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Phtoelectric effect

  1. Aug 25, 2004 #1
    Phtoelectric effect....

    As a result of the work function the photoelectron loses kinetic energy - but what is this energy converted into? People always say its the energy to overcome the electromagnetic forces but could someone please explain what this energy is actually converted into and how?

    Thanks. :)
     
  2. jcsd
  3. Aug 25, 2004 #2

    ZapperZ

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    It's the same effect when you shoot a ball vertically upwards. The ball loses kinetic energy - so what does that kinetic energy gets coverted to?

    The work function is nothing more than an attractive potential, the same way gravity is an attractive potential. If you don't have a problem with one, you shouldn't have a problem with the other.

    Zz.
     
  4. Aug 25, 2004 #3
    Light radiates into some electrode. Isn't this kinetic energy used to get some electron out of this electrode ???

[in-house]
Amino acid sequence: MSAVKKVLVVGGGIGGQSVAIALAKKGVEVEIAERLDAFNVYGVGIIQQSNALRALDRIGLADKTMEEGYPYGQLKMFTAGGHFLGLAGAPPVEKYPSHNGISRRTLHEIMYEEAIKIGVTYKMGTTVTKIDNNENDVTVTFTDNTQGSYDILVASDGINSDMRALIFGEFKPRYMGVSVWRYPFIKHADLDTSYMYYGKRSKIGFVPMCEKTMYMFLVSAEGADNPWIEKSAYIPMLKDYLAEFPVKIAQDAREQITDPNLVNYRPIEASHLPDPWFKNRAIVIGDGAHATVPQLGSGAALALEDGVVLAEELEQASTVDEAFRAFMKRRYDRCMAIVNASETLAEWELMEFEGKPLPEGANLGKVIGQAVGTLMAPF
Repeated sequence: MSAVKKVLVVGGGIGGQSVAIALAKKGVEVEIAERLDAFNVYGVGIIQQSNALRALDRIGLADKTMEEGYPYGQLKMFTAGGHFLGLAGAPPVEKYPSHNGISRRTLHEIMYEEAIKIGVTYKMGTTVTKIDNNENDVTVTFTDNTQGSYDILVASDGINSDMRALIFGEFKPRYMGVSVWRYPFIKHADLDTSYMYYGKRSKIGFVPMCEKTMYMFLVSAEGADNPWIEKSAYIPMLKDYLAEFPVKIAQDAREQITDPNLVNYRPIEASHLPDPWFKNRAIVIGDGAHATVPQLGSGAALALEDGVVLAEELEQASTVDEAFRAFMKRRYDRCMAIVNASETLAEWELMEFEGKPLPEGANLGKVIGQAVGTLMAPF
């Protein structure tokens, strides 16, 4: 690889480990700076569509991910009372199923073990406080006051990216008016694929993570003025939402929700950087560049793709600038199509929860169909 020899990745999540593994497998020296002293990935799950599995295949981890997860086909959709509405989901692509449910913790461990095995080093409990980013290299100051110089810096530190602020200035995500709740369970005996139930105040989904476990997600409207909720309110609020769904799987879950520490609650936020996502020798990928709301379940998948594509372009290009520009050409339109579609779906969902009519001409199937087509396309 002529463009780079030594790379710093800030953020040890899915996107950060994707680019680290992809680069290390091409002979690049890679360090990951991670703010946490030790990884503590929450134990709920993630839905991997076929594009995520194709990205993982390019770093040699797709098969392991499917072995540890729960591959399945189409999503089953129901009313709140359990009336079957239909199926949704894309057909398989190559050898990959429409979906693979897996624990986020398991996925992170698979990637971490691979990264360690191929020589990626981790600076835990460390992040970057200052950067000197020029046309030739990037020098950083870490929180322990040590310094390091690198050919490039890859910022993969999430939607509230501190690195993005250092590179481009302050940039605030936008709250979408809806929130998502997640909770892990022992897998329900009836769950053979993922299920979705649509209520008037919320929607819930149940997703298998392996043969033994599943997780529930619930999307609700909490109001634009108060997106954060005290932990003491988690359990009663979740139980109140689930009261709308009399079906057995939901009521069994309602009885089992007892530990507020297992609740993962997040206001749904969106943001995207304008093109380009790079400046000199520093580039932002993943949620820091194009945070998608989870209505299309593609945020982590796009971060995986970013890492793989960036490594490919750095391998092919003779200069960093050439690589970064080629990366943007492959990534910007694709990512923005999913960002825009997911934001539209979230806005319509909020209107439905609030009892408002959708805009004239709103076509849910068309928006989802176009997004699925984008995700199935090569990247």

regards
    marlon
     
  5. Aug 25, 2004 #4

    ZapperZ

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    Huh?

    The question asked (if I interpret it correctly) from the point of the creation of photoelectrons AFTER absorption of photons. If a photoelectron has any kinectic energy, some of it will be "used up" to overcome the work function.

    Zz.
     
  6. Aug 26, 2004 #5

    Yeah, thanks ZapperZ, this is exactly what i intended to ask. The kinetic-energy is used up to some extent in order to overcome the work-function


    thanks
    regards
    marlon
     
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